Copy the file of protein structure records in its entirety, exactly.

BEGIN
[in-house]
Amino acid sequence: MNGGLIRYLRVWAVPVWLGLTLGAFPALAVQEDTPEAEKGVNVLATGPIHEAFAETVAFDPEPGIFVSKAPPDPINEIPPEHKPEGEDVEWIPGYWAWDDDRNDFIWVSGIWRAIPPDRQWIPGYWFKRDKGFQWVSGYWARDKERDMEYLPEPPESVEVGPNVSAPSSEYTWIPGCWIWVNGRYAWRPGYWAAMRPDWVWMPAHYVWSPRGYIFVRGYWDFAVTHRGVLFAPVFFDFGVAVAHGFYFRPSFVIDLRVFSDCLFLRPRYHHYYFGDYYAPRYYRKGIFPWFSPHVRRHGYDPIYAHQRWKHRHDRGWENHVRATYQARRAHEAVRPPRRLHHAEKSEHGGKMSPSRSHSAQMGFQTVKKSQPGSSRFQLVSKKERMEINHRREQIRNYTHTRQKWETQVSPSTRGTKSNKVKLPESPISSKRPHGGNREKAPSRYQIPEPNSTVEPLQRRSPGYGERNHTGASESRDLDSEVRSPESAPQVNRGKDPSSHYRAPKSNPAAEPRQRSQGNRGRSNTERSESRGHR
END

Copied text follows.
[in-house]
Amino acid sequence: MNGGLIRYLRVWAVPVWLGLTLGAFPALAVQEDTPEAEKGVNVLATGPIHEAFAETVAFDPEPGIFVSKAPPDPINEIPPEHKPEGEDVEWIPGYWAWDDDRNDFIWVSGIWRAIPPDRQWIPGYWFKRDKGFQWVSGYWARDKERDMEYLPEPPESVEVGPNVSAPSSEYTWIPGCWIWVNGRYAWRPGYWAAMRPDWVWMPAHYVWSPRGYIFVRGYWDFAVTHRGVLFAPVFFDFGVAVAHGFYFRPSFVIDLRVFSDCLFLRPRYHHYYFGDYYAPRYYRKGIFPWFSPHVRRHGYDPIYAHQRWKHRHDRGWENHVRATYQARRAHEAVRPPRRLHHAEKSEHGGKMSPSRSHSAQMGFQTVKKSQPGSSRFQLVSKKERMEINHRREQIRNYTHTRQKWETQVSPSTRGTKSNKVKLPESPISSKRPHGGNREKAPSRYQIPEPNSTVEPLQRRSPGYGERNHTGASESRDLDSEVRSPESAPQVNRGKDPSSHYRAPKSNPAAEPRQRSQGNRGRSNTERSESRGHR